MASK OF MYSTERY! Who is this daring figure who conquers villainy and evil with the crack of a blazing black whip!
In the 1940's the was an unsung female gunfighter who dispensed justice at the end of a whip.
WHIP OF VICTORY! Wielded by an avenger who feared no man...and fought with the courage of the Fabulous Zorro, Champion of Justice!
In 1944 Republic Pictures used the name and fame of the Zorro to promote a western serial that featured a woman who fought crime with the same flair as her more famous male counterpart.
Here is some history:
Zorro's Black Whip is a 1944 Republic Pictures film serial starring Linda Stirling. The film was made after the 1940 20th Century-Fox remake of The Mark of Zorro and Republic wasn't able to use the character himself, but still wanted to capitalize on it. However, and despite the title, Zorro does not feature in this serial. The hero(ine) is actually called The Black Whip throughout.
The serial is set in pre-statehood Idaho, and involves a fight to prevent and ensure statehood by the villains and heroes respectively.
Parts of this serial were reused as stock footage to pad out later serials such as Don Daredevil Rides Again (1951) and Man with the Steel Whip (1954) – despite the fact that both of those serials had male leads.
Hammond, owner of the town's stagecoach line and a leading citizen on the council, is secretly opposed to Idaho becoming a state—because government protection would destroy the system and organization he has constructed—and conducts raids against citizens and settlers alike to prevent order, while keeping his own identity as the organization's leader secret. The town marshal is meanwhile powerless to act outside his jurisdiction beyond the town boundary. Randolph Meredith, owner of the town's newspaper, as the Black Whip, opposes this scheme to defeat statehood, but one day he is killed after preventing yet another coup. Meredith's sister Barbara, expert with a bullwhip and pistol, dons Randolph's black costume and mask and becomes "The Black Whip" in her brother's place, dealing a blow to Hammond and his gang each time they perform some heinous act in their efforts to keep the town, and their power over it, unchanged.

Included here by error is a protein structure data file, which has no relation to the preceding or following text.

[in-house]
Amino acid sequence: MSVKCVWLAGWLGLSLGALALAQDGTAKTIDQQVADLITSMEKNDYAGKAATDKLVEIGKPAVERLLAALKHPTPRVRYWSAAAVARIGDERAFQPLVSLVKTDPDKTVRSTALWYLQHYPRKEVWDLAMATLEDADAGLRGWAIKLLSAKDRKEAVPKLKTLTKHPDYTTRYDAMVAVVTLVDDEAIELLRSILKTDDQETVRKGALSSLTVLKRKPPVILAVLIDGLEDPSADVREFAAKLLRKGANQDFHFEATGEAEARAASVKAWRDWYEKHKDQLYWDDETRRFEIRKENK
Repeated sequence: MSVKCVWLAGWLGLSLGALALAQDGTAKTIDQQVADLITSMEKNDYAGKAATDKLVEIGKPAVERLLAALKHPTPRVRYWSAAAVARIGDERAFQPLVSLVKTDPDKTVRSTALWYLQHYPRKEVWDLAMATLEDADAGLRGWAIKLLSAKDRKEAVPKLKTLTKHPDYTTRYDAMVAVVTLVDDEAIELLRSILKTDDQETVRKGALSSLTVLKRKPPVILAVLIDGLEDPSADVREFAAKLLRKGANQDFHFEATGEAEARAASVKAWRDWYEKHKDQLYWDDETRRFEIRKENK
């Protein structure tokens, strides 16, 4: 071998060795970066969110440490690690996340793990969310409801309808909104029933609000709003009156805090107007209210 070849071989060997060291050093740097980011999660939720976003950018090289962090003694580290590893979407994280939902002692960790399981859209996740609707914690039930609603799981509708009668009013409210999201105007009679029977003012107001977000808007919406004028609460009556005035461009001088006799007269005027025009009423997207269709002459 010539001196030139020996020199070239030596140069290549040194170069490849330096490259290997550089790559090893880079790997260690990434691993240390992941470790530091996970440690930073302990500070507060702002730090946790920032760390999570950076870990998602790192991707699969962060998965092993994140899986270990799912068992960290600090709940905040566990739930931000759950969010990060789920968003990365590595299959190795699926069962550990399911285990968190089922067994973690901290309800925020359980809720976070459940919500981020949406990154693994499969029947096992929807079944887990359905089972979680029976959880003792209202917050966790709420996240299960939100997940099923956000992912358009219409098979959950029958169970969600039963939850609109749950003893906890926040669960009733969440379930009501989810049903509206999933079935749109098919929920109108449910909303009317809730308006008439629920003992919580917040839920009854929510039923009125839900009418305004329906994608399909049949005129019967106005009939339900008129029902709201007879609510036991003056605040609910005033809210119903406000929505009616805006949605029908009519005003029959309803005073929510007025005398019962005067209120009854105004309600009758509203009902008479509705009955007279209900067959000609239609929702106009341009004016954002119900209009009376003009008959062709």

Aided by recently arrived undercover US government agent Vic Gordon, Barbara (Linda Stirling) as The Black Whip is quite obviously female but, even after a bout of wrestling, the villains do not realise they aren't fighting a man. Some reference is made to this in the script, however, when the villains are trying to determine who the Black Whip's secret identity could be:
Hammond: Barbara Meredith, she's the Black Whip! Baxter: She couldn't be! The Black Whip's got to be a man! He's outshot us, outrode us, and outfought us, stopped us at every turn! — Chapter Nine: Avalanche
Hammond orders her taken, but the day is saved when Vic Gordon discovers Barbara's secret and removes her from suspicion by appearing in her costume and overcoming her captors. From this point on, despite relinquishing the costume at her insistence that she must continue as the Black Whip, he tends to assume the hero role while Barbara becomes slightly more of a traditional damsel in distress, even while she still holds her own in successive violent confrontations with Hammond's henchmen, and more than once saves Vic's life.
After the town has finally voted on whether or not to accept statehood, most of Hammond's gang are gunned down while attempting to steal the ballot boxes. Hammond escapes, and secretly trails and confronts Barbara in her cave when she removes her mask. He takes aim, but is struck down by the Black Whip's stallion. The reign of terror has ended. Vic remains with Barbara and the marshall to help maintain peace in the territory.
Greedy oil speculators, led by Morgan, are trying to force Tiger Woman and her band of warriors from their jungle home. Allen Saunders of Inter-Ocean Oil wants to develop the oil, too, but fights with Tiger Woman to stop the bad guys.
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